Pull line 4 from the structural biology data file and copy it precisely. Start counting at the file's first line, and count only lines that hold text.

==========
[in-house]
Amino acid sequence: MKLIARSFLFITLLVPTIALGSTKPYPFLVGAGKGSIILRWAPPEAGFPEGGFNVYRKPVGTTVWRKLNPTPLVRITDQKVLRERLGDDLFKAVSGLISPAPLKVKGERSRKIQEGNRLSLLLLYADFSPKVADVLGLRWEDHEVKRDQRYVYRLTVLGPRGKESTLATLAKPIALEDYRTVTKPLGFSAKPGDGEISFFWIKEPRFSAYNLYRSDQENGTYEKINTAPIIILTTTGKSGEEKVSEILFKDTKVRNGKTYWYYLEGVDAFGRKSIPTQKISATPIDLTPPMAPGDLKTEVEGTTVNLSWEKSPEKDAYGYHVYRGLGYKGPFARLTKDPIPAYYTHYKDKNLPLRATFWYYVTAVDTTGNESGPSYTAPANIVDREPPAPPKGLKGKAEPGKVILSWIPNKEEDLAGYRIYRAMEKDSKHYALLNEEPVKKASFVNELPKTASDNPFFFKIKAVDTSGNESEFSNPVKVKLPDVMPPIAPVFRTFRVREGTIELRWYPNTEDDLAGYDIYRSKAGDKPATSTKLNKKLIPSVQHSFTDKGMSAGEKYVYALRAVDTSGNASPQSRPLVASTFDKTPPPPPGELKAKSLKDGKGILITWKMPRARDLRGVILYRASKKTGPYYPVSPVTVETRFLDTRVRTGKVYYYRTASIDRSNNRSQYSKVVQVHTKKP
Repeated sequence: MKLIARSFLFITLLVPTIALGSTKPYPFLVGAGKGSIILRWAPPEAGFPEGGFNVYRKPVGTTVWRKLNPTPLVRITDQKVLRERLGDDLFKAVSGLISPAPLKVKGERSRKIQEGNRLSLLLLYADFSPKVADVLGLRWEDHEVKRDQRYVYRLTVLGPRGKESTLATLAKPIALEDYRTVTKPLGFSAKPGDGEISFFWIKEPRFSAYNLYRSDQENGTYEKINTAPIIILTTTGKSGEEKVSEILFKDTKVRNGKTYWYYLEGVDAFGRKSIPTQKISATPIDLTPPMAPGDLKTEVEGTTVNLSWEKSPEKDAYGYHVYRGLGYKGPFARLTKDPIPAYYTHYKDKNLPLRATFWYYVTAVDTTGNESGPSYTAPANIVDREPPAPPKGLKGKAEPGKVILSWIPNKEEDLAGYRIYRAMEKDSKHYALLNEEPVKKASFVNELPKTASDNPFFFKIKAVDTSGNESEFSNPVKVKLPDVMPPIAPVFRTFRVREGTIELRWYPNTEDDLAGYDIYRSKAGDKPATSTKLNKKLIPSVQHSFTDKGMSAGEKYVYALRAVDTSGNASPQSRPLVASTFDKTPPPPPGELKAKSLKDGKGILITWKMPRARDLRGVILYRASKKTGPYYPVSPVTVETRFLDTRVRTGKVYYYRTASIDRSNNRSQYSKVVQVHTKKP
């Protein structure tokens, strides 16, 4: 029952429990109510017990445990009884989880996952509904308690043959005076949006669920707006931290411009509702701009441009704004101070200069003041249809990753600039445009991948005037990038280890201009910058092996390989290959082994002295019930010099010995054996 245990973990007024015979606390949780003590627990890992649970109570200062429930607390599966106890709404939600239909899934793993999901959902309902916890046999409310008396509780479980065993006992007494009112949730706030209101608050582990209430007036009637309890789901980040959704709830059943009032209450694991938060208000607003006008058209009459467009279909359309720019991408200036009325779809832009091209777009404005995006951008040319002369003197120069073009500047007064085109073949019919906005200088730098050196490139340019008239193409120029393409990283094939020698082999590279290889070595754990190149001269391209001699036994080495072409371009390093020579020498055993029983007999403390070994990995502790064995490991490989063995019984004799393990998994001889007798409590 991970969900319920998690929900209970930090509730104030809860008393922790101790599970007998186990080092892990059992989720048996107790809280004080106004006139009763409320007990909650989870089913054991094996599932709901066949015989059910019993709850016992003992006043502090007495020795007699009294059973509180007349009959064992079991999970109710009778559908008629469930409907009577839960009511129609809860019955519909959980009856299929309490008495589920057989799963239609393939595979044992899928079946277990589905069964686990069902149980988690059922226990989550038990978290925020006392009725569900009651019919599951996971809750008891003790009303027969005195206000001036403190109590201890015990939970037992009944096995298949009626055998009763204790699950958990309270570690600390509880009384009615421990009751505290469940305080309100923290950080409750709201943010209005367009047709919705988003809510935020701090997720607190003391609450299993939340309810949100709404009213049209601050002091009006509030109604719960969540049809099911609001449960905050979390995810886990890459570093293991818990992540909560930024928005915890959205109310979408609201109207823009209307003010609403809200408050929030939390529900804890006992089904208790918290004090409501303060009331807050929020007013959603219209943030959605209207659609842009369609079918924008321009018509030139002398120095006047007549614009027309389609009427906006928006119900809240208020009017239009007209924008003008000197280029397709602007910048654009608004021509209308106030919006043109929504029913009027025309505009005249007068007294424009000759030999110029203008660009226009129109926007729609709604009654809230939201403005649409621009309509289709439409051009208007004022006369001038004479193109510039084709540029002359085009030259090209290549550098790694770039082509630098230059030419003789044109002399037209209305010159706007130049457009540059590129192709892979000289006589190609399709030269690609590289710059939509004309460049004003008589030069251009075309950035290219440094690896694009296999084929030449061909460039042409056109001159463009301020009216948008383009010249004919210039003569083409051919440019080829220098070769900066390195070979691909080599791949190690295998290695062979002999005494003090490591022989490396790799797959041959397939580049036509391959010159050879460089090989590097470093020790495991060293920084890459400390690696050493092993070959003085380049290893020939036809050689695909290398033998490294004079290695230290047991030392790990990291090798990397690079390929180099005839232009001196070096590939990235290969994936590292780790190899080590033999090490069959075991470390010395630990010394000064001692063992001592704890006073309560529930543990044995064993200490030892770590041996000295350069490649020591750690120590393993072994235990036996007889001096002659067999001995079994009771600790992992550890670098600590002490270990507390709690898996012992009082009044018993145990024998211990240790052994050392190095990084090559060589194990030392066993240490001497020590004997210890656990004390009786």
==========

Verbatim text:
């Protein structure tokens, strides 16, 4: 029952429990109510017990445990009884989880996952509904308690043959005076949006669920707006931290411009509702701009441009704004101070200069003041249809990753600039445009991948005037990038280890201009910058092996390989290959082994002295019930010099010995054996 245990973990007024015979606390949780003590627990890992649970109570200062429930607390599966106890709404939600239909899934793993999901959902309902916890046999409310008396509780479980065993006992007494009112949730706030209101608050582990209430007036009637309890789901980040959704709830059943009032209450694991938060208000607003006008058209009459467009279909359309720019991408200036009325779809832009091209777009404005995006951008040319002369003197120069073009500047007064085109073949019919906005200088730098050196490139340019008239193409120029393409990283094939020698082999590279290889070595754990190149001269391209001699036994080495072409371009390093020579020498055993029983007999403390070994990995502790064995490991490989063995019984004799393990998994001889007798409590 991970969900319920998690929900209970930090509730104030809860008393922790101790599970007998186990080092892990059992989720048996107790809280004080106004006139009763409320007990909650989870089913054991094996599932709901066949015989059910019993709850016992003992006043502090007495020795007699009294059973509180007349009959064992079991999970109710009778559908008629469930409907009577839960009511129609809860019955519909959980009856299929309490008495589920057989799963239609393939595979044992899928079946277990589905069964686990069902149980988690059922226990989550038990978290925020006392009725569900009651019919599951996971809750008891003790009303027969005195206000001036403190109590201890015990939970037992009944096995298949009626055998009763204790699950958990309270570690600390509880009384009615421990009751505290469940305080309100923290950080409750709201943010209005367009047709919705988003809510935020701090997720607190003391609450299993939340309810949100709404009213049209601050002091009006509030109604719960969540049809099911609001449960905050979390995810886990890459570093293991818990992540909560930024928005915890959205109310979408609201109207823009209307003010609403809200408050929030939390529900804890006992089904208790918290004090409501303060009331807050929020007013959603219209943030959605209207659609842009369609079918924008321009018509030139002398120095006047007549614009027309389609009427906006928006119900809240208020009017239009007209924008003008000197280029397709602007910048654009608004021509209308106030919006043109929504029913009027025309505009005249007068007294424009000759030999110029203008660009226009129109926007729609709604009654809230939201403005649409621009309509289709439409051009208007004022006369001038004479193109510039084709540029002359085009030259090209290549550098790694770039082509630098230059030419003789044109002399037209209305010159706007130049457009540059590129192709892979000289006589190609399709030269690609590289710059939509004309460049004003008589030069251009075309950035290219440094690896694009296999084929030449061909460039042409056109001159463009301020009216948008383009010249004919210039003569083409051919440019080829220098070769900066390195070979691909080599791949190690295998290695062979002999005494003090490591022989490396790799797959041959397939580049036509391959010159050879460089090989590097470093020790495991060293920084890459400390690696050493092993070959003085380049290893020939036809050689695909290398033998490294004079290695230290047991030392790990990291090798990397690079390929180099005839232009001196070096590939990235290969994936590292780790190899080590033999090490069959075991470390010395630990010394000064001692063992001592704890006073309560529930543990044995064993200490030892770590041996000295350069490649020591750690120590393993072994235990036996007889001096002659067999001995079994009771600790992992550890670098600590002490270990507390709690898996012992009082009044018993145990024998211990240790052994050392190095990084090559060589194990030392066993240490001497020590004997210890656990004390009786």